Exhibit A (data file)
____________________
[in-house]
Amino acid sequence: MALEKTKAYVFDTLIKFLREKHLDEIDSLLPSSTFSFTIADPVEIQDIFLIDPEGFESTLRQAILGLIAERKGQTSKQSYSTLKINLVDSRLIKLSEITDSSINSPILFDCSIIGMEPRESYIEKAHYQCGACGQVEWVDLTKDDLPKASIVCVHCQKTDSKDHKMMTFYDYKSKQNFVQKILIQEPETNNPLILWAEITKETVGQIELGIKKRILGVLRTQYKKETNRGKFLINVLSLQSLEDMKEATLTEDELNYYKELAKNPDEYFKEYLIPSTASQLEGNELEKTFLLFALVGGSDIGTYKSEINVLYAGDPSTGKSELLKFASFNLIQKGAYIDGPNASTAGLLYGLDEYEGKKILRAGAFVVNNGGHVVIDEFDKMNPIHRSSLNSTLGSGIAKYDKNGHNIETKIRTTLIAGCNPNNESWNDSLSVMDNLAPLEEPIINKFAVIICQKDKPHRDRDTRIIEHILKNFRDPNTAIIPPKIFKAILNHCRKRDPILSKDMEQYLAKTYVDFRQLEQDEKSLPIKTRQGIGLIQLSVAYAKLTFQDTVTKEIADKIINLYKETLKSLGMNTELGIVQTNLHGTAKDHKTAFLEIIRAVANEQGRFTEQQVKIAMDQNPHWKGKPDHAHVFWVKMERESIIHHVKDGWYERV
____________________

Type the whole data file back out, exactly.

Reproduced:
[in-house]
Amino acid sequence: MALEKTKAYVFDTLIKFLREKHLDEIDSLLPSSTFSFTIADPVEIQDIFLIDPEGFESTLRQAILGLIAERKGQTSKQSYSTLKINLVDSRLIKLSEITDSSINSPILFDCSIIGMEPRESYIEKAHYQCGACGQVEWVDLTKDDLPKASIVCVHCQKTDSKDHKMMTFYDYKSKQNFVQKILIQEPETNNPLILWAEITKETVGQIELGIKKRILGVLRTQYKKETNRGKFLINVLSLQSLEDMKEATLTEDELNYYKELAKNPDEYFKEYLIPSTASQLEGNELEKTFLLFALVGGSDIGTYKSEINVLYAGDPSTGKSELLKFASFNLIQKGAYIDGPNASTAGLLYGLDEYEGKKILRAGAFVVNNGGHVVIDEFDKMNPIHRSSLNSTLGSGIAKYDKNGHNIETKIRTTLIAGCNPNNESWNDSLSVMDNLAPLEEPIINKFAVIICQKDKPHRDRDTRIIEHILKNFRDPNTAIIPPKIFKAILNHCRKRDPILSKDMEQYLAKTYVDFRQLEQDEKSLPIKTRQGIGLIQLSVAYAKLTFQDTVTKEIADKIINLYKETLKSLGMNTELGIVQTNLHGTAKDHKTAFLEIIRAVANEQGRFTEQQVKIAMDQNPHWKGKPDHAHVFWVKMERESIIHHVKDGWYERV